Data BreachUpcoming National Data Breach Notification Legislation

Upcoming National Data Breach Notification Legislation

Among growing pressure in the wake of the allegedly state-sponsored SolarWinds cyber attack , federal legislators on both sides of the isle have expressed renewed interest in a federal data breach notification law.  Currently, each state has it own data breach notification law governing notice requirements to individuals, state attorneys general, and credit reporting agencies, when personal identifiable information such as names, social security numbers, and credit card information are accessed or acquired as part of data breach.  As a result, data breach response involves a host of competing timelines for business to notify various individuals and organizations.  This can prove to be inconsistent, complex, costly, and time consuming.

In an attempt to streamline the data breach notification process, Representatives Michael McCaul (R-TX-10), ranking member of the House Foreign Affairs Committee, and Jim Langevin (D-RI-2), chair of the House Armed Services Committee’s cybersecurity subcommittee, are drafting a bill which would create a federal mandatory breach notification.  The proposed bill would involve removing sources, methods, and names out of notifications and sending them to the Cybersecurity and Infrastructure Security Agency (“CISA”).  Moreover, the proposed bill will incorporate input from the Cyberspace Solarium Commission, a group established by Congress comprised of lawmakers and other officials with the purpose of developing a strategic approach to our nation’s defense against cyberattacks.  The Cyber Solarium Commission released its first report in March 2020 calling for several government reforms including, but not limited to: issuing an update to our National Cyber Strategy; establishing a permanent House and Senate Committee on Cybersecurity; and strengthening CISA.

Moreover, the proposed bill is expected to be based on, in large part, previously drafted legislation by Rep. Langevin in 2017 entitled “Personal Data Notification and Protection Act of 2017” (“PDNPA”).  See Personal Data Notification and Protection Act of 2017, H.R. H.R.3806, 115 Cong. (2017).  The PDNPA was introduced into the house on September 18, 2017, in the wake of the Equifax breach , but died in committee as political energy began to change focus.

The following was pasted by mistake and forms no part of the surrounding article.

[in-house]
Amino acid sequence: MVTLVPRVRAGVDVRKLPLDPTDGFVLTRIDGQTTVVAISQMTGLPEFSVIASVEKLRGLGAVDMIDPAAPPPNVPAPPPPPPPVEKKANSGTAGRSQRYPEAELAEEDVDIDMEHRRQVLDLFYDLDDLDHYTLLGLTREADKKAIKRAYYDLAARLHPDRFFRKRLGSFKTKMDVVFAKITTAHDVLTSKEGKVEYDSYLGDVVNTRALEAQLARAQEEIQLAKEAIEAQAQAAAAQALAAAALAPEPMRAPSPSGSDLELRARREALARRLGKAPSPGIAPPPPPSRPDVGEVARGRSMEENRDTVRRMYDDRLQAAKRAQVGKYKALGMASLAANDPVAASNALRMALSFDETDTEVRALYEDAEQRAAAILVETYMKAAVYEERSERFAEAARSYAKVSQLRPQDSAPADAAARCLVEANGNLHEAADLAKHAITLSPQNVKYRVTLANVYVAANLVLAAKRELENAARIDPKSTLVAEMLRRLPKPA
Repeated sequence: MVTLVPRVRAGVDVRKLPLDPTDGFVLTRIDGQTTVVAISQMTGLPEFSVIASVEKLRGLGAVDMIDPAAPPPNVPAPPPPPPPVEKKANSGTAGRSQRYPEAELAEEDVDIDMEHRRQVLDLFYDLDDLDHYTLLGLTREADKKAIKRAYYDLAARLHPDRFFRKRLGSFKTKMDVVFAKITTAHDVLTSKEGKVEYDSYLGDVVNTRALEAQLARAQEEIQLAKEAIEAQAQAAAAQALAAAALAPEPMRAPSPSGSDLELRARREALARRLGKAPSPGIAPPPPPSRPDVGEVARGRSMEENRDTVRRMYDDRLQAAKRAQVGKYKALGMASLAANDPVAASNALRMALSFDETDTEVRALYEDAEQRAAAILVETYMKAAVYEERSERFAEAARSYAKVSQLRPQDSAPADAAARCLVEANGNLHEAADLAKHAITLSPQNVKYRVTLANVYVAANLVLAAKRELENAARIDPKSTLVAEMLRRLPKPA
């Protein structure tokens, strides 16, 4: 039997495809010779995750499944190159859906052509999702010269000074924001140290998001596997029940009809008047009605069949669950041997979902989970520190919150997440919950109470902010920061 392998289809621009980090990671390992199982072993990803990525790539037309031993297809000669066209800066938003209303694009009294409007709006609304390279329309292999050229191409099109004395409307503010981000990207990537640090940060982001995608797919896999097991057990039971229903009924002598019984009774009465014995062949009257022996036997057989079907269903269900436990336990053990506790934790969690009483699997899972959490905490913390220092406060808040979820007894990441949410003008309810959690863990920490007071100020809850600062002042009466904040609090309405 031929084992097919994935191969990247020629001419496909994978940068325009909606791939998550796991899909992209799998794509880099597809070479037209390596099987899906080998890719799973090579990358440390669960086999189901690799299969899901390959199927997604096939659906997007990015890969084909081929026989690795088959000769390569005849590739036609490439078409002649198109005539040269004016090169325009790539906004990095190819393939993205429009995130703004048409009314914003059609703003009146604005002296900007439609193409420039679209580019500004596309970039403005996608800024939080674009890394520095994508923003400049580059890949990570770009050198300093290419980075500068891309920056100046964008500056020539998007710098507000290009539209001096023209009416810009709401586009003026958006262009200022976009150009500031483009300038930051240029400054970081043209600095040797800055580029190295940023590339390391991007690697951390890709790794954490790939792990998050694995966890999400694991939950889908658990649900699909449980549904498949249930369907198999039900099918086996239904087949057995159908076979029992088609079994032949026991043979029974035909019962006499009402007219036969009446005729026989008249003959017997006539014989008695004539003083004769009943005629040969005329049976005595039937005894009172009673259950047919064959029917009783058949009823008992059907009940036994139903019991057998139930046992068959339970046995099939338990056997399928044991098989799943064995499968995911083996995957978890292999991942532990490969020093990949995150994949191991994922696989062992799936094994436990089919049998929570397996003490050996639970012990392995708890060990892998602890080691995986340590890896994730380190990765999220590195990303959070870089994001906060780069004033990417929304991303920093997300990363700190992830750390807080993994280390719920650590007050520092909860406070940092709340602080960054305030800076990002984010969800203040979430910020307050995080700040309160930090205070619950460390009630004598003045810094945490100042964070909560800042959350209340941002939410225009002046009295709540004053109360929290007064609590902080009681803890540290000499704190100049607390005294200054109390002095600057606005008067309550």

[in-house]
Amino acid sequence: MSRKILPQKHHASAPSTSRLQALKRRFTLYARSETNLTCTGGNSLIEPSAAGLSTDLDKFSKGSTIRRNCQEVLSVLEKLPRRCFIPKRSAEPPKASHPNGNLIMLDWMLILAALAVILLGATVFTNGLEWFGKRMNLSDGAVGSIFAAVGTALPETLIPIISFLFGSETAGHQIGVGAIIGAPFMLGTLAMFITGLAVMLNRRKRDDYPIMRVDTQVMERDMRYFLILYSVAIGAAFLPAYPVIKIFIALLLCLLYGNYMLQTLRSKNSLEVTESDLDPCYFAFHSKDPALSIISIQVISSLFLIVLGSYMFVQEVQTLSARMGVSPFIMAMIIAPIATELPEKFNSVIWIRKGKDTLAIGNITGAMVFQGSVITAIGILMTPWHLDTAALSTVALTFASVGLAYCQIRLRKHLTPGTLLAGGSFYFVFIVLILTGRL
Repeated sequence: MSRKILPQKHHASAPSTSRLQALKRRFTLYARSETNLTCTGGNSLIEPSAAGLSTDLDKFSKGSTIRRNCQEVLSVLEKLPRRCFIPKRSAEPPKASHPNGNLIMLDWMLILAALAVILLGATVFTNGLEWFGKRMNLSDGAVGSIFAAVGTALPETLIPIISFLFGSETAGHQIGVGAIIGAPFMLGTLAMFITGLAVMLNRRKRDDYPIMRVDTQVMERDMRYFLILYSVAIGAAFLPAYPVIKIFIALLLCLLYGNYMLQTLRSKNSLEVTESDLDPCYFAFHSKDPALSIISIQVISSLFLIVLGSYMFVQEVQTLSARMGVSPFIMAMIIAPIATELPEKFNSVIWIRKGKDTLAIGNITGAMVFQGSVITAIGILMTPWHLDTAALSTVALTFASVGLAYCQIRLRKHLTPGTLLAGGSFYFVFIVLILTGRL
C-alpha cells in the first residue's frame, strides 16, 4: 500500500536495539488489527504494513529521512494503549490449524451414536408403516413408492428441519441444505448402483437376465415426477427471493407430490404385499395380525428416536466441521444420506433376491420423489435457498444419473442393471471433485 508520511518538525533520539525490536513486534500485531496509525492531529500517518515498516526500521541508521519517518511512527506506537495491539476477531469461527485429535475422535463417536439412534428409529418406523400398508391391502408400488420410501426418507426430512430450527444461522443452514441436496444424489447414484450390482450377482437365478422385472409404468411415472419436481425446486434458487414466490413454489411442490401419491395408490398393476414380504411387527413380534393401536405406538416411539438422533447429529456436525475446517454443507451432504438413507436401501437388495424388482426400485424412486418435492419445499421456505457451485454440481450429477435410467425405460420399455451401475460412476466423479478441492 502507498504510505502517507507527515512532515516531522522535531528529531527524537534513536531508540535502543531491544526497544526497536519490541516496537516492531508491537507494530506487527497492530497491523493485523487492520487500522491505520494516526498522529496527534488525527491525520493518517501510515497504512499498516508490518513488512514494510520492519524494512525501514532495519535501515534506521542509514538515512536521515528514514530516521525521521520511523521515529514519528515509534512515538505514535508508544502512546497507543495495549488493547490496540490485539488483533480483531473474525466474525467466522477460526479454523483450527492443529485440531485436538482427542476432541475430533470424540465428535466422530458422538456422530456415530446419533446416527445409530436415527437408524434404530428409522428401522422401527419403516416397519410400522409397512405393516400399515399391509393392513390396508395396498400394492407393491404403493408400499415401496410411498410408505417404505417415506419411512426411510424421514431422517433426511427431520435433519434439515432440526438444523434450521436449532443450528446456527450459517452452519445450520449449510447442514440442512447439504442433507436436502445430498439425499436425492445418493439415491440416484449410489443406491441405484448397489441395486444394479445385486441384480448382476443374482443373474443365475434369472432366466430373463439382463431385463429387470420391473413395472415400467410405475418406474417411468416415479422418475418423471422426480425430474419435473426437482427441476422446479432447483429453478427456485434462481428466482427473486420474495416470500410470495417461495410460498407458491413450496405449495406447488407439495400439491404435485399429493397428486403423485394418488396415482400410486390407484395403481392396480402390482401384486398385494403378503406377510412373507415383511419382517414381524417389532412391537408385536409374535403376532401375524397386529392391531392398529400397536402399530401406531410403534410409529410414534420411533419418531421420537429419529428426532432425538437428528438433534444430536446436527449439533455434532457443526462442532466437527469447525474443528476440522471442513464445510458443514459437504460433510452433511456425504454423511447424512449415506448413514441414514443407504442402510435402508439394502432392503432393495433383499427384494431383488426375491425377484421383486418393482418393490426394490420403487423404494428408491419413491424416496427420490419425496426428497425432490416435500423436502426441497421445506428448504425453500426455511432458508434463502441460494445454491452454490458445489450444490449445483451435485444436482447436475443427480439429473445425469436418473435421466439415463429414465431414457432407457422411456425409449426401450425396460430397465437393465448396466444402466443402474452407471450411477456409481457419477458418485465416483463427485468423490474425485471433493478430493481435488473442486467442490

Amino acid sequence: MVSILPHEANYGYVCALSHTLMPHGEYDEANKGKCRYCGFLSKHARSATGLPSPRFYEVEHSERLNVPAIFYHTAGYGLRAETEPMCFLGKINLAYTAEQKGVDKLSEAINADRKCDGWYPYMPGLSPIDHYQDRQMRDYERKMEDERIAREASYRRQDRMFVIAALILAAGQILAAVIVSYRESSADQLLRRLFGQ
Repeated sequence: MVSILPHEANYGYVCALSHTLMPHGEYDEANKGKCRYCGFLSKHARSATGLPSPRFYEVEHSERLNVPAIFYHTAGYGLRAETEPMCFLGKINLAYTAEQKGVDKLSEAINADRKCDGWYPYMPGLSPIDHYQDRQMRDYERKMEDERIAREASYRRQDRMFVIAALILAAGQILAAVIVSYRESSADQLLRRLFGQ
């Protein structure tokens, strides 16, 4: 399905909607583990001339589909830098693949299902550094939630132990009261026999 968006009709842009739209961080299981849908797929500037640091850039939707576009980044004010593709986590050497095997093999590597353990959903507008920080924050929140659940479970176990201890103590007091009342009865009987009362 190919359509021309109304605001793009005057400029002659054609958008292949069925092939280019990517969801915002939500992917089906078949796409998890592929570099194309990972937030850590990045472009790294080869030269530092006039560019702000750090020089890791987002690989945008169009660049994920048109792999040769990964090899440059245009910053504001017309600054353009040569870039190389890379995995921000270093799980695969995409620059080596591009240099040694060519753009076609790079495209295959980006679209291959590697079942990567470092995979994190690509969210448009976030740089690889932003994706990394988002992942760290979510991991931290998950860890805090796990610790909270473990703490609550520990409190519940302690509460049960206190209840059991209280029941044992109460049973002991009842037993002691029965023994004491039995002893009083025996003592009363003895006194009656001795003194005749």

The PDNPA required, in relevant part, that “any business entity engaged in or affecting interstate commerce that uses, accesses, transmits, stores, disposes of, or collects sensitive personally identifiable information about more than 10,000 individuals during any 12-month period shall, following the discovery of a security breach of such information, notify…any individual whose sensitive personally identifiable information has been, or is reasonably believed to have been, accessed or acquired.”  See id at § 2(a).

Notice under the PDNPA was to be completed by one of the following methods: i) written notification to the last known home mailing address of the individual in the records of the business entity; ii) telephone notification to the individual personally; iii) e-mail notification, if the individual consented, and if consistent with the 01 of the Electronic Signatures in Global and National Commerce Act (15 U.S.C. 7001); or if the number of individuals affected exceeded 5,0000 person, notification could have been provided to media “reasonably calculated to reach such individuals”.  See id at § 7. 

Similarly, PDNPA required a business entity who suffered a data breach affecting greater than 5,000 persons to notify credit reporting agencies.  See id at § 6.  PDNPA provided authority to the Federal Trade Commission to enforce penalties; however, it also recognized state attorneys general could, in the interest of the residents of their state, bring civil action against violators imposing fines of $1,000 per day per individual whose personal identifiable information was exposed with a maximum of $1,000,000 per violation, unless the business entity’s conduct was found to be willful or intentional.  See id at §§ 8-9. 

Finally, PDNPA was to supersede all state laws regarding breach notification by a business entity engaged in interstate commerce who suffers a data breach.  See id at § 10.  Whereas PDNPA never was enacted, the proposed legislation will likely closely mirror the above-referenced terms.

The Beckage Incident Response team will continue to monitor any developments regarding a national data breach notification law and will update its guidance accordingly. Our attorneys are nationally recognized for our experience working on data breaches, including some of the most notorious cyber incidents in recent history. If your business is in the midst of navigating the complexities surrounding a recent data breach, our team can be reached anytime via  our 24/7 data breach hotline at 844-502-9363 or by emailing IR@beckage.com.   

Subscribe to our newsletter.

*Attorney Advertising; prior results do not guarantee similar outcomes.